How to Use Old Maps or Pretty Paper to Refinish Furniture
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By Katie McCaskey
Do you wish to update some furniture in your home? This fun craft project “upcycles” furniture and other material in a budget- and eco-friendly way. When you’re finished, you’ll be rewarded with an original, “new to you” piece of furniture to enjoy, sell, or give to someone.
|Here is the side table “before” refinishing with paper.||New life and verve was brought to this old side table with cheerful, faux-distressed paint, paper, and new hardware.|
Expert furniture crafter Dawn Nay of Rule42 walked me through her process. First, we gathered the materials.
For this project, Dawn used a piece of new wrapping paper, but you can use nearly any kind of paper.
You will need:
• decoupage medium (like modge podge or glue)
• pretty paper
• furniture piece prepped with paint (you can also use these techniques to add pretty paper inside furniture, for example, to line drawers)
I asked Dawn how she defines “pretty paper” and she explained that anything that appeals can be used. She has used or seen others use old maps, cards, letters, postcards, comics, wallpaper, dress patterns, magazines, sheets of music, and wrapping paper, which she details on Pinterest. The least expensive option, and the one that can lend itself to true personalization and creativity, is to source your paper from the materials you already have.
Dawn recommends that you find your paper first, but actually apply it last — after you’ve sanded, primed, and painted your furniture. Choose a complimentary paint color, as shown in these photos, or pull a color from the paper itself for best results. “I recommend using a non-toxic paint, like the line from CeCe Caldwell, if you’re working at home near family or pets,” advises Dawn.
Use discarded newspaper to create a pattern before you cut into the paper you’ll use on your furniture.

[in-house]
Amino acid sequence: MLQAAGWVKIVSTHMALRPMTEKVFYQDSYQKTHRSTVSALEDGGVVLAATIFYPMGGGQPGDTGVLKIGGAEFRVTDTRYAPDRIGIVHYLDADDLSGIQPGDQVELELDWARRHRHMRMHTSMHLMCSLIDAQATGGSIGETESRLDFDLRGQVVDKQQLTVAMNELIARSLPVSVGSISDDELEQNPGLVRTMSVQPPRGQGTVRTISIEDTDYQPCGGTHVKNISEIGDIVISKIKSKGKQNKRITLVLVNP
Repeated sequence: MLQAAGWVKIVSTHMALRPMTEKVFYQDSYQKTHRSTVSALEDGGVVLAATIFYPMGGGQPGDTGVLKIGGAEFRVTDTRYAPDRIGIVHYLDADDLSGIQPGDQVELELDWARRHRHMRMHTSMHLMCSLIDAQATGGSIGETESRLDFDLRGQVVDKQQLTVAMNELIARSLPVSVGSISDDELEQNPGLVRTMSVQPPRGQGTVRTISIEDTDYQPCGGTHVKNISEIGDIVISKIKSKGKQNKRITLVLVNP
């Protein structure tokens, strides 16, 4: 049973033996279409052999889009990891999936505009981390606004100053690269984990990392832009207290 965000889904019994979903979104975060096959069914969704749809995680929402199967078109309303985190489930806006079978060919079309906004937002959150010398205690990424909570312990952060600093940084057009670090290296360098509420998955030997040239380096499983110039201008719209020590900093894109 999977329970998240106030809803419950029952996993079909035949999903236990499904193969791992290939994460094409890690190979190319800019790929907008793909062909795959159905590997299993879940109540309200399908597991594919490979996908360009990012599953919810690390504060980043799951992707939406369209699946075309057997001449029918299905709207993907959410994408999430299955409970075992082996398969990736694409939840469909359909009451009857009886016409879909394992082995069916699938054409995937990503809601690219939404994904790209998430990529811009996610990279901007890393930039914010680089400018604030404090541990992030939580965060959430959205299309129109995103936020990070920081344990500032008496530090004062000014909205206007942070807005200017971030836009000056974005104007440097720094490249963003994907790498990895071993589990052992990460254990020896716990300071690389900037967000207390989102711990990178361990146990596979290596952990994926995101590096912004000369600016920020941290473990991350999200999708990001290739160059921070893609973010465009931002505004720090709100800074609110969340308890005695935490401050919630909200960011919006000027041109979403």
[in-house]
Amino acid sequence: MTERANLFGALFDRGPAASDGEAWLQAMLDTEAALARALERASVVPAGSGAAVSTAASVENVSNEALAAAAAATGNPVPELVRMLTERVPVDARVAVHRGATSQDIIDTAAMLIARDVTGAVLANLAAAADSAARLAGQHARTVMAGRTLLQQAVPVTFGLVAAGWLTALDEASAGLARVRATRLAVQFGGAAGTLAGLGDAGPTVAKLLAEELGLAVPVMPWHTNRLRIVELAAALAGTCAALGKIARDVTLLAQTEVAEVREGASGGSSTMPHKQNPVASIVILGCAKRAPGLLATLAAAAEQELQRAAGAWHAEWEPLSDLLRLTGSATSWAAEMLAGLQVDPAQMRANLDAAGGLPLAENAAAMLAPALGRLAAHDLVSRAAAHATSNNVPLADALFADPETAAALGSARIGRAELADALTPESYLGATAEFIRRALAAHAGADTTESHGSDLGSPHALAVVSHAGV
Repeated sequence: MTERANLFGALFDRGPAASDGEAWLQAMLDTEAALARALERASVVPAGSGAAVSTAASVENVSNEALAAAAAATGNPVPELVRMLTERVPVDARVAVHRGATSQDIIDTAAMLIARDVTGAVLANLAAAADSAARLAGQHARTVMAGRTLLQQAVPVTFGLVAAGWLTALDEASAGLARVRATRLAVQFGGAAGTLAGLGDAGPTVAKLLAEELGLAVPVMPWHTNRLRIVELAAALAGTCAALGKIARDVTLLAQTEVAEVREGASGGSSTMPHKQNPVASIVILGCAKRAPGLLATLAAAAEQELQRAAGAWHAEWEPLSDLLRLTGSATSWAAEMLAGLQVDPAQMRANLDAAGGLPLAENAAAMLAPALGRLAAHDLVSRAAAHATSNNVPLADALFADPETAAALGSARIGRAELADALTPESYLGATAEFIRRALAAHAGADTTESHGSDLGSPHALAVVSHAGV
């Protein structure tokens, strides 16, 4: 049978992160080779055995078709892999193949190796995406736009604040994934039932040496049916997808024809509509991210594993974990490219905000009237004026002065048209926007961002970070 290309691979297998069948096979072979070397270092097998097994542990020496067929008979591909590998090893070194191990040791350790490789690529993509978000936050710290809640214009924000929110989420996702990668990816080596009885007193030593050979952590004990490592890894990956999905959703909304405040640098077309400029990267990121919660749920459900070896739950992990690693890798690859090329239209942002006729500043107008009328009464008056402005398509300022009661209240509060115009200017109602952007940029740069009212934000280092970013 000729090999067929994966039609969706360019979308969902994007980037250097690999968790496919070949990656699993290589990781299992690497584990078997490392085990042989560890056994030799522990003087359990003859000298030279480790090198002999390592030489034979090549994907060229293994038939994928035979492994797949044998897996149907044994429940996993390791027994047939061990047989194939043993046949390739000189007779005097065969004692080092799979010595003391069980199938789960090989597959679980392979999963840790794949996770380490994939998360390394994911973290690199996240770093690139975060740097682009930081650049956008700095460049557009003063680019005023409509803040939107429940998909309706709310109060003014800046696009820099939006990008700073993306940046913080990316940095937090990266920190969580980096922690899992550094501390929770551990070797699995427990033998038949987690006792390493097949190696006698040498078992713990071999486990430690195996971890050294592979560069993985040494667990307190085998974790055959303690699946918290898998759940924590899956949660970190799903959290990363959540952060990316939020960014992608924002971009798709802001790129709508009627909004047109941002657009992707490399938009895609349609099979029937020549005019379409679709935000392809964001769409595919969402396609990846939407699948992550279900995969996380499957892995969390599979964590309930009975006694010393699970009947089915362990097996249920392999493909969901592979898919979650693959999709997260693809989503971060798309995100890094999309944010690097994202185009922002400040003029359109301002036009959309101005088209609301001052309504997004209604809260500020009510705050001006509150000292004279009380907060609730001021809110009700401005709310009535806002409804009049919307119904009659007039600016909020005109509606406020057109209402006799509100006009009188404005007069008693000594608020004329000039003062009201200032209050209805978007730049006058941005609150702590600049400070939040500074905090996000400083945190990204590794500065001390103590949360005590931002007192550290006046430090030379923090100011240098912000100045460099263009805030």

First, use newspaper to measure and cut out the pattern of the area you will be covering with paper. “It is best to make the pattern slightly smaller,” advises Dawn because “that way, if you make a mistake, you did not ruin the pretty paper.”
Next, examine the pattern closely by lining it up with the place you plan to adhere it to. This is particularly important if there is a design feature you want to continue between two parts of the furniture. For example, Dawn wanted to be sure that no words were cut off between the top part of the side table’s door and the section with the new hardware.
Using your newspaper pattern, measure and cut the paper you will decoupage onto the wood. The easiest way is to lightly trace the front of the paper with pencil. Important: If you prefer to mark on the back of your paper with your pattern, remember to reverse your pattern.
“Double-check those measurements because you are getting ready to make it permanent!,” cautions Dawn.
Next, brush the decoupage glue onto the back side of the paper and then onto the surface of the furniture. Line the paper up at the top and begin pressing the paper onto the spot smoothing out any air bubbles. It is easiest to push the bubbles out from the center, starting from the top. Depending on the strength of the paper, you might gently press out the air bubbles with the edge of a wooden ruler, but use caution because the wet glue may weaken some paper and cause it to tear.
Let this dry for several hours or overnight. You should gently test the surface in an inconspicuous place to make sure it is completely dry.
Finally, when it is dry, you’re ready to seal the paper with one or two coats of decoupage glue.
“The paper might bubble again as it absorbs the wet glue, but let it be,” says Dawn. Let everything dry completely before putting the furniture back to use.
Don’t forget to take before and after pics of your transformation, so you’ve got bragging rights!
With some careful craft planning, you can easily and inexpensively “upcycle” old furniture into new décor.
PHOTOS: Dawn Nay, Rule42
Update nearly any kind of wooden furniture using a combination of paint and pretty paper.
Katie McCaskey is a freelance journalist who writes for Vistaprint, a leading provider of customized products, like personalized calendars, mugs, t-shirts and more. Katie is also an author and marketing consultant.